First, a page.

• You may be able to accommodate some of these categories, but not all of them.
  • Creating “guest groups” may also be beneficial if you’re pursuing the A-list and B-list route (which we don’t necessarily suggest, but know you’ll do it nevertheless), as well as for resolving wedding guest list etiquette issues that arise.
  • Without a doubt, we recognize that everyone’s family and friend circumstances are unique.
  • When it comes to your wedding day, the most essential thing is that you are surrounded by people who love and support you.

Immediate family members

This includes your parents, siblings, and grandparents, as well as the parents and siblings of your spouse. In addition to your siblings, the wives and children of your siblings should also be considered.

Wedding party members

Wedding party members such as the maid of honor, best man, bridesmaids, groomsmen, bridesmaids, groomsladies, flower girls, and ring bearers, as well as ushers and other guests, should be at the top of the guest list.

These individuals are most likely included in the other classifications shown here as well.

Extended family

If you have a large number of aunts, uncles, and cousins, this section of the guest list might be difficult to complete. It is critical to conduct the procedure in the most fair and equitable manner possible. If you wish to invite one of your first cousins, you’ll very certainly have to invite them all—and your partner should be free to invite their first cousins as well, if that’s what they want.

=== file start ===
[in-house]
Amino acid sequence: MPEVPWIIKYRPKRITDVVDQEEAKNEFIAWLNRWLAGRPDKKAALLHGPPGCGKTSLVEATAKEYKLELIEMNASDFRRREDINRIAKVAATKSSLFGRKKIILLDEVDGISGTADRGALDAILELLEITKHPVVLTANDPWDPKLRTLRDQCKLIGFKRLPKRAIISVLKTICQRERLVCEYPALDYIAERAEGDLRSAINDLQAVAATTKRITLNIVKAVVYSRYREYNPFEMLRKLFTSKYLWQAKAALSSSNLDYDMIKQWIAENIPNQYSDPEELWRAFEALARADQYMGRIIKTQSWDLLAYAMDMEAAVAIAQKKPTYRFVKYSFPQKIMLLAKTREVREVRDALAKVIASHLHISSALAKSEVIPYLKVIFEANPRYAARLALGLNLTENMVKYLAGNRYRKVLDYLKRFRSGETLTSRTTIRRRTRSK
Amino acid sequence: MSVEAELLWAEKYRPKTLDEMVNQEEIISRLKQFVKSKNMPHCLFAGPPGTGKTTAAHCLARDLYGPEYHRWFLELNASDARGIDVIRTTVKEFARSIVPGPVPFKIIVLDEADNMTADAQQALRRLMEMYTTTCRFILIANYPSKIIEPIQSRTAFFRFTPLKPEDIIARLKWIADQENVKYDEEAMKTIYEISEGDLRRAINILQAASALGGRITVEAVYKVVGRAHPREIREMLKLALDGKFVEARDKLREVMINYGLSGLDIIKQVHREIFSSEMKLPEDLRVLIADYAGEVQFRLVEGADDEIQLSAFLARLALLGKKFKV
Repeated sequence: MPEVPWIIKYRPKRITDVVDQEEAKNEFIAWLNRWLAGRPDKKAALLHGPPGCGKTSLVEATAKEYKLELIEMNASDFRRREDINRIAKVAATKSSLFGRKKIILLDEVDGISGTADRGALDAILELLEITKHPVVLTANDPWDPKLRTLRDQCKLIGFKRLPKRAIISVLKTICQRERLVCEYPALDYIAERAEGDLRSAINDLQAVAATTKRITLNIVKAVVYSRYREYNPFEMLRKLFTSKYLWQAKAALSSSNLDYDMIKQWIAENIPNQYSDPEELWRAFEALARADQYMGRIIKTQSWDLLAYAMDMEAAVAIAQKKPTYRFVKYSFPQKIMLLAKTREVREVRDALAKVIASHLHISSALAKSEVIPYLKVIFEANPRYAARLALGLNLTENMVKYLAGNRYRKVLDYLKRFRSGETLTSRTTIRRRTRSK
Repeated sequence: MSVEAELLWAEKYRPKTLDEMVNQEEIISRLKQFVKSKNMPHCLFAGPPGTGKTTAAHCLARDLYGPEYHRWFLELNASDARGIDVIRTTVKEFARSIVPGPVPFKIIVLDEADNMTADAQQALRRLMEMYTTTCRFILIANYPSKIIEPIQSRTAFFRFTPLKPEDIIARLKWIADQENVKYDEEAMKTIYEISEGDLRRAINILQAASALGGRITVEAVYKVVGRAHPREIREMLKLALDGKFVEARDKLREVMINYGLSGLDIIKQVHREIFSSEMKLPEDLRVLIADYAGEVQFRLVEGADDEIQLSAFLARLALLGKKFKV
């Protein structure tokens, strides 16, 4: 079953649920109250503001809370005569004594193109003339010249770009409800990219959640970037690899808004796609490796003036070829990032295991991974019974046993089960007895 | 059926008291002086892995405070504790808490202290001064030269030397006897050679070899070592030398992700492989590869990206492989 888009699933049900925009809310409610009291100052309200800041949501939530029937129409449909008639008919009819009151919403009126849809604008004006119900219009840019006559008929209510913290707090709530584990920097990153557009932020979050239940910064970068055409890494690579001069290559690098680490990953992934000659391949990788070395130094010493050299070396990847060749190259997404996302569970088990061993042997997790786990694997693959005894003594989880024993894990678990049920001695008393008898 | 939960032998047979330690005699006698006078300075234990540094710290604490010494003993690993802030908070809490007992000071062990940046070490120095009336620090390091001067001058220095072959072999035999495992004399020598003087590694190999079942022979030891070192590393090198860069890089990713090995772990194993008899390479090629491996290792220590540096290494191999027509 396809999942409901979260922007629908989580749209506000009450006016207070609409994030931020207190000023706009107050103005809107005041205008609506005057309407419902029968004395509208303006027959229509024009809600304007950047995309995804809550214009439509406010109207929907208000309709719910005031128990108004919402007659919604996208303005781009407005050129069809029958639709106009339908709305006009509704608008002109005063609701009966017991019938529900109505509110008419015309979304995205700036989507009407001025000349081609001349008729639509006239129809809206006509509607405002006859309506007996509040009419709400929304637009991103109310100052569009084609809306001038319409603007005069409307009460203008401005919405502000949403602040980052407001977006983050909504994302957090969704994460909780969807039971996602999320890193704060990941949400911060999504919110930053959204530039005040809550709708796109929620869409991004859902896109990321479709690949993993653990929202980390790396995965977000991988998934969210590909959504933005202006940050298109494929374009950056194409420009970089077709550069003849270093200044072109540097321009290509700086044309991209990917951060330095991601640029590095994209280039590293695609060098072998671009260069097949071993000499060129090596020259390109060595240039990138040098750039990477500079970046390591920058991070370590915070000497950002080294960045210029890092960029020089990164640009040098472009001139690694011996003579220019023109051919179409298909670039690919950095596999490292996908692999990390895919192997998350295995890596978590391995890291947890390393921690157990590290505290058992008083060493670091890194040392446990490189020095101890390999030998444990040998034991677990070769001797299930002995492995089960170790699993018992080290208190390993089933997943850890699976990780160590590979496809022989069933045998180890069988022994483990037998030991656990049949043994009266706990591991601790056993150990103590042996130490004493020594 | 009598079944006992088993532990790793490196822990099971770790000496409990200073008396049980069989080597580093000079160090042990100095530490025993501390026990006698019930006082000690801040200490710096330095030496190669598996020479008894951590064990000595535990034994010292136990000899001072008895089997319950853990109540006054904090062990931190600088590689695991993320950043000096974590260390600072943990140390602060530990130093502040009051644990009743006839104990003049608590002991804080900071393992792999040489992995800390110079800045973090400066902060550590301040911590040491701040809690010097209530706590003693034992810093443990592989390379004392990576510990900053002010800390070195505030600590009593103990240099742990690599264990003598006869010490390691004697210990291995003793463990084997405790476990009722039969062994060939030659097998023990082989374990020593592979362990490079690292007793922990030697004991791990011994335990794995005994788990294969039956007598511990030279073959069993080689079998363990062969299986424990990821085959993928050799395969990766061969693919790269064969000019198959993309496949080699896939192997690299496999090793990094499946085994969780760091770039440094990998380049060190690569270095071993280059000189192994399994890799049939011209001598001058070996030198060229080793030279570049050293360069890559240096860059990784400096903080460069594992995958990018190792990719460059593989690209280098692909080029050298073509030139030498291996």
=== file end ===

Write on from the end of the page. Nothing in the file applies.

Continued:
Family friends

These are the folks with whom you grew up, went on vacations with, and who are essentially like family to you.

Childhood friends

Close friends who have known you for the longest periods of time should be at the top of your priority list. When it comes to inviting friends, one of the most important considerations is whether or not they are familiar with your significant other. While this isn’t necessary a deal breaker (for example, if your longest BFF lives across the country, it’s possible that they haven’t met your future husband yet, but of course your bestie is still invited! ), it is something to keep in mind while planning your wedding.

Make an effort to keep your list of friends as short as possible by just include people that you still communicate with on a regular basis.

School friends

It doesn’t matter if they went to high school or college, your school buddies may make for a fun and sentimental addition to your guest list.

Parents’ friends